Then on top of a summit, when someone in Minnesota was calling The Rover a “lemon”, I stopped for a couple of photos. A young couple promptly swung into the rest area to say how much they liked the truck. We talked for a while, when once again, I had to excuse myself in order to gain some miles.
A side note: I was amazed by the feeling when I actually turned onto the Alaska Highway. As odd as it sounds, with all the twisting, turning, climbing and miles left to do, it was like I was finally on the final road to home. Currently, I believe I’m only 1300 miles away.
Piece of cake, eh?
Tacoma, WA to Williams Lake, BC
It was a long day. 400 miles with a border crossing makes it a full day as well.
Traffic up I-5 wasn’t terrible, so my plan to travel past Seattle on a Sunday morning worked rather well. I did stop just before the portal to fill up the tank, buy a new map of BC and splurged on a new Milepost as well, then picked up a gallon of gear lube because the t-case is leaking again. The guys in the OReilly’s loved the truck and were still talking about the film, “The Gods Must Be Crazy” when I walked out the door.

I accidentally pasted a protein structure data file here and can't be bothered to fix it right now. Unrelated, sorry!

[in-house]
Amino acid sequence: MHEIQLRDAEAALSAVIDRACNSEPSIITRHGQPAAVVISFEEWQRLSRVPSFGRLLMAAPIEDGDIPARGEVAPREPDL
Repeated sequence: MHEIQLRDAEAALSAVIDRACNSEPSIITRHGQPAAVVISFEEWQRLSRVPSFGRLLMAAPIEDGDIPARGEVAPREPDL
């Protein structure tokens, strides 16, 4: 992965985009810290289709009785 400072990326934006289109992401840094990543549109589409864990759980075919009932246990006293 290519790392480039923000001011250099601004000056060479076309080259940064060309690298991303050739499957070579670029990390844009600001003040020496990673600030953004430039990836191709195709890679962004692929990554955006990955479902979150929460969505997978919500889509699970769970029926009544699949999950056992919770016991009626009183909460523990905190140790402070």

Taking WA Hwy 539 across into Canada was also a breeze. I pulled right up to the booth, answered the usual questions… although “When was the last time you were in Canada?” was new. Then I was off and running.
British Columbia holds some beautiful country within its borders. I had forgotten how much one climbs when you approach the Al-Can from this far west. I had also forgotten what a beast the Fraser River is. Damn, that’s a lot of water flowing between its banks.
I saw 25-30 deer today and one harem of big horn sheep. I also saw two “Badger Crossing” signs, which is a first for me. I wouldn’t expect a badger to cross such a specific section of highway, but I guess they do. As much as I would have loved to see a badger, it’s probably for the best that I didn’t. I may not be able to resist the urge to run over Bucky.
Most of the provincial parks have their campsites closed until May 15. I had planned on camping at the Stampede campgrounds in williams lake, but after driving through the grounds, I simply could not do it. They were awful! I did see a father & son from Alaska who waved me down, but I could not be swayed to camp there. Gambling that I’d find something else, I drove north again. Maybe 30 miles further on, I saw a campground sign at a general store/gas station. Turning around, I went inside to inquire. After getting a short tour, the man looked over my rig and said it would be $10. So I’m camped down by the creek and I’m the only soul on the end of the grounds. Somewhere off at the other end are a couple of other Alaskans, but I haven’t seen or heard them.
It’s a kickass site, and well worth the extra miles to get here. Plus their gas price is lower than most.